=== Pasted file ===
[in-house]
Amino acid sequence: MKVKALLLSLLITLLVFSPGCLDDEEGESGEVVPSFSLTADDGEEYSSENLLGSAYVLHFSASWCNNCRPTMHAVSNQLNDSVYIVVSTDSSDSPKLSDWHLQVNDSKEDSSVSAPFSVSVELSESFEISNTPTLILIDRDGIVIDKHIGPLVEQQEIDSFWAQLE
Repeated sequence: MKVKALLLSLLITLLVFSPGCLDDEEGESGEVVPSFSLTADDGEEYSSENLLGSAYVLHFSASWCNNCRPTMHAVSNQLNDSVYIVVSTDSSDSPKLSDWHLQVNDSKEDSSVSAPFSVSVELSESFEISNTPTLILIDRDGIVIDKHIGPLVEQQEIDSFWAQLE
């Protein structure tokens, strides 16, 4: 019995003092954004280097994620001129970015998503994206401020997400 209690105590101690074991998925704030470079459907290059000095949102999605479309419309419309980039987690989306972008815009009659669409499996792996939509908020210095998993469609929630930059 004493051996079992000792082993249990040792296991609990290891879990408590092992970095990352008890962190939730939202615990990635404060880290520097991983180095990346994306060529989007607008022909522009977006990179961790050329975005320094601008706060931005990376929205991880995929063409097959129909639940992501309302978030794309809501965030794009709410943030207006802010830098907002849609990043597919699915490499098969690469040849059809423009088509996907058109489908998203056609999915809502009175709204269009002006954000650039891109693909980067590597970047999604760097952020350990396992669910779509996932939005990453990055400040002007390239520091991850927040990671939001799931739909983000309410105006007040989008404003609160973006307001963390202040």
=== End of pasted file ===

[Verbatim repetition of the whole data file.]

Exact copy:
[in-house]
Amino acid sequence: MKVKALLLSLLITLLVFSPGCLDDEEGESGEVVPSFSLTADDGEEYSSENLLGSAYVLHFSASWCNNCRPTMHAVSNQLNDSVYIVVSTDSSDSPKLSDWHLQVNDSKEDSSVSAPFSVSVELSESFEISNTPTLILIDRDGIVIDKHIGPLVEQQEIDSFWAQLE
Repeated sequence: MKVKALLLSLLITLLVFSPGCLDDEEGESGEVVPSFSLTADDGEEYSSENLLGSAYVLHFSASWCNNCRPTMHAVSNQLNDSVYIVVSTDSSDSPKLSDWHLQVNDSKEDSSVSAPFSVSVELSESFEISNTPTLILIDRDGIVIDKHIGPLVEQQEIDSFWAQLE
């Protein structure tokens, strides 16, 4: 019995003092954004280097994620001129970015998503994206401020997400 209690105590101690074991998925704030470079459907290059000095949102999605479309419309419309980039987690989306972008815009009659669409499996792996939509908020210095998993469609929630930059 004493051996079992000792082993249990040792296991609990290891879990408590092992970095990352008890962190939730939202615990990635404060880290520097991983180095990346994306060529989007607008022909522009977006990179961790050329975005320094601008706060931005990376929205991880995929063409097959129909639940992501309302978030794309809501965030794009709410943030207006802010830098907002849609990043597919699915490499098969690469040849059809423009088509996907058109489908998203056609999915809502009175709204269009002006954000650039891109693909980067590597970047999604760097952020350990396992669910779509996932939005990453990055400040002007390239520091991850927040990671939001799931739909983000309410105006007040989008404003609160973006307001963390202040």